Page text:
# Numbers (Values)

Math is the basis of computer science. We looked at strings first but that's only because we're used to typing words and sentences. Also, we learned about output. What about numeric variables?

## Values

Dynamically-typed (or loosely-typed) languages like Javascript take the guesswork out of memory management. These languages treat a number as just a value - no specific - so we don't need to worry about declaring a `double` vs. an `integer`.
Statically-typed (or strongly-typed) languages like C++ do not have active memory management. It is up to the programmer to know and declare the exact type of variable (memory space) required. This is because a number without decimals (`integer`) takes less memory than a number with decimals (`double` or `float`).

## Mathematics

Any sort of mathematics can be done in most programming languages. It is up to the programmer to learn the built-in mathematics as well as to create any new required computations. Here are the basic mathematical commands available. Assume `x` has a value of `19`. (`let x = 19;`)
 Code Description `x + 3` Add. Returns 22 `x - 4` Subtract. Returns 15 `x * 2` Multiply. Returns 38 `x / 4` Divide. Returns 4.75 `x % 4` Modulo. Returns the remainder after a division. In this case, it returns 3 since 0.75 of 4 is 3.If no remainder (ie. 10 % 5), modulo returns 0.

### BEDMAS (PEMDAS)

Computers and programming languages do their best to follow proper order of operations for mathematics. That being said, the interpreter or compiler can only interpret your code as best as possible. For this reason, it's important to utilize brackets (or parentheses) `( )` properly!
For example, `1 + 8 / 2` is quite different from `(1 + 8) / 2`.

## Assignment Operators

Assigning a numeric value to a variable is straight-forward. Any math that is done must also be stored, either in a new variable or back into the current one. The list below is an incomplete list of the ways you can assign a value to memory.
 Code Description `x = 3` ​Assign the value 3 to variable `x`. `++x` or `x++` Increment the value of `x` by one before or after the current value is utilized. `--x` or `x--` Decrement the value of `x` by one before or after the current value is utilized. `x = x + 2``x = x - 2``x = x * 2``x = x / 2` Add, subtract, multiply, or divide some value, in this case 2, to `x`. This assigns `x` to the new value. Shortcuts:`x += 2``x -= 2``x *= 2``x /= 2` These also add, etc, any value, to `x`. They are a shortcut to the lines above.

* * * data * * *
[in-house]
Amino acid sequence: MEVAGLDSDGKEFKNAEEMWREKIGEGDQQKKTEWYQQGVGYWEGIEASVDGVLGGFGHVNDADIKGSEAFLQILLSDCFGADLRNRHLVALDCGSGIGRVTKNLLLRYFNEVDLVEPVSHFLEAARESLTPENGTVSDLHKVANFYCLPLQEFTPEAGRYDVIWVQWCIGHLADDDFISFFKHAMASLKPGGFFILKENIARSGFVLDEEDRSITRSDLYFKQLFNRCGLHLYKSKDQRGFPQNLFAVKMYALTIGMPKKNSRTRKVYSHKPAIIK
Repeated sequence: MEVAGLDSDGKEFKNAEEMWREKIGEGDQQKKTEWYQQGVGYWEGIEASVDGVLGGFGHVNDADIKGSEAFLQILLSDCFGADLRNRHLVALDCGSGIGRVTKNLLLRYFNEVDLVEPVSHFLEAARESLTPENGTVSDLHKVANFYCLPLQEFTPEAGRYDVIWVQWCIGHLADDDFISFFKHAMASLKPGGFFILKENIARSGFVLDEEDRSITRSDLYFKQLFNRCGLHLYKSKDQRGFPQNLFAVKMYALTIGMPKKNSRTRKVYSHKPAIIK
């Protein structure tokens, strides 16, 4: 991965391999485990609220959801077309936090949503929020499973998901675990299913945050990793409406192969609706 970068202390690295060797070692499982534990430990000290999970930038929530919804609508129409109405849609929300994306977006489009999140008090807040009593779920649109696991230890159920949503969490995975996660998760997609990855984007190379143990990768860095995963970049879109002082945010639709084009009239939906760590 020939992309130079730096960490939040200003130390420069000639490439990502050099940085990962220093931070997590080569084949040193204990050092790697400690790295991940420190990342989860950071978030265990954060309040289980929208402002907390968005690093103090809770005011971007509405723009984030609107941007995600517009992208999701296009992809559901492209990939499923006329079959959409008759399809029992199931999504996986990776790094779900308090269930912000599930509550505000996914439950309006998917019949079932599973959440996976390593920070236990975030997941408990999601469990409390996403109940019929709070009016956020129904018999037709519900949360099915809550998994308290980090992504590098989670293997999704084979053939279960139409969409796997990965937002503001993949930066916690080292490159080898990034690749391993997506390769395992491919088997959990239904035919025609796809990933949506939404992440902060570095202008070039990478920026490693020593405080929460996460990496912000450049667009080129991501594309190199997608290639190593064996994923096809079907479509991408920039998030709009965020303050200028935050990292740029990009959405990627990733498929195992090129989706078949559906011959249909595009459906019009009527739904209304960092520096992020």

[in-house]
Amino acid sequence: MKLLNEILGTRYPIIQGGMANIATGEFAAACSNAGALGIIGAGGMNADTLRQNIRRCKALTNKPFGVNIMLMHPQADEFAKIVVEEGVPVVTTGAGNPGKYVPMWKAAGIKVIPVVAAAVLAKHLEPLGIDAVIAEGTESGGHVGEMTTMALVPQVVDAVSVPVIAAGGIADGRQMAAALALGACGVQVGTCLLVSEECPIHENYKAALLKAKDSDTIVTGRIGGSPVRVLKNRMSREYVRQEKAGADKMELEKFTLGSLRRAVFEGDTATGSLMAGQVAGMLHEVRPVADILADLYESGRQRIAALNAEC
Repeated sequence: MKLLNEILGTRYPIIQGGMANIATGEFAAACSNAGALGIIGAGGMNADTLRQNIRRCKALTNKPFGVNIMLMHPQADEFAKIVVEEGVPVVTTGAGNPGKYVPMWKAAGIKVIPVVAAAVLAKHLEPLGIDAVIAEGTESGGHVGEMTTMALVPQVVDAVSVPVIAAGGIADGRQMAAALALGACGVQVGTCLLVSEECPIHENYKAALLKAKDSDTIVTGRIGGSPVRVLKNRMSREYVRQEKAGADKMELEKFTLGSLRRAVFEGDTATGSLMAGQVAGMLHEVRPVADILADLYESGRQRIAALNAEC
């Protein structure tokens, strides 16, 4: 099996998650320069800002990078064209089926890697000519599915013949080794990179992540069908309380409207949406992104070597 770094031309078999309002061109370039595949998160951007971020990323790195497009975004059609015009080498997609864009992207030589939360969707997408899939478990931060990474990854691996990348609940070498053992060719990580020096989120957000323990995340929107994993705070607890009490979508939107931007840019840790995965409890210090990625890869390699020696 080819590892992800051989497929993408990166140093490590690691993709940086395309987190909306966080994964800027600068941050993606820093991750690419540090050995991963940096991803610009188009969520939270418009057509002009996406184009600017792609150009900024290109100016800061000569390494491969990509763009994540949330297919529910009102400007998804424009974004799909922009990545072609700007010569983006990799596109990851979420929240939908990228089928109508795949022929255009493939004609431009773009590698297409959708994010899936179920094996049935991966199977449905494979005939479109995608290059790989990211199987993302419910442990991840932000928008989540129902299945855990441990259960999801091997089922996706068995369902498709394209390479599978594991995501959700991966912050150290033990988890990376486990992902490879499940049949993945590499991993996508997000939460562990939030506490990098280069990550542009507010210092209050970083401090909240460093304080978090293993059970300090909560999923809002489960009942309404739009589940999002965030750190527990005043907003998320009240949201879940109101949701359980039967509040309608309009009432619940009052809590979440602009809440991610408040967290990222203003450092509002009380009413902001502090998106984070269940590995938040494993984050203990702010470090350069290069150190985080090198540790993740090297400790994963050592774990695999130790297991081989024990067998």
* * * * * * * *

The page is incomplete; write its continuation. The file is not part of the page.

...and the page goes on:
### Left-Hand Assignment

There is a standard in programming that the variable or item being used to contain data is on the left of an operator and the mathematics or item(s) being assigned to that variable is on the right. Important: `x = 5` will assign 5 to the variable x while `5 = x` will throw an exception because it is not possible to store x into the value 5. This becomes important when comparing two items (see below). You can not use a single `=` to compare, it assigns.

## Comparison Operators

In order to make decisions we must be able to compare values. Comparisons typically return a `true` or `false`. Below is an incomplete list of the ways you can compare two or more values.
 Code Description Notes `==` Equal in value `5 == "5"` is `true` `===` Equal in value and type `5 === "5"` is `false` `!=` Not equal `5 != "5"` is `false` Since they are equal in value `!==` Not equal in value or type `5 !== "5"` is `true` Since they are not equal in type `<` or `>` Less than or greater than From left-to-right `<=` or `=>` Less than or equal to greater than or equal to From left-to-right `&&` Logical operator and `true && false` is `false` `||` Logical operator or `true || false` is `true` `!` Logical operator not `!true` is `false``!(5 < 1)` is `true`

### Greater / Less Than

It is easy to confuse the terminology or logic with the operators `<`, `>`, `<=`, and `>=`. You should be reading it from left-to-right. Here are some examples:
`4 < 10` is read "four is less than 10" `100 > 6` is read "one hundred is greater than six" `someVariable >= 0` is read "some variable is greater than or equal to 0 `x <= y` is read "x is less than or equal to y"
This will become critical when you begin to use `if` statements and `loops`.

## Undefined

When a variable is created in memory, it has no value. It has a name, but the variable itself has not been defined.
let x = 3; // Has the value 3
let y; // Has no value, specifically it has no definition
console.log(x + "\n" + y)
/* Output:
3
undefined
*/

## NaN

If a variable has value (is defined) but cannot be represented with a number (value) Javascript returns `NaN` which represents "Not a Number".
You can check to see if something is a number:
let myNumber = 3;
let myString = "Hello";
isNaN(myNumber); // false
isNaN(myString); // true
/* Remember, to print those results, use console.log()
and to store them, you need a variable:
let result = isNaN(myString); */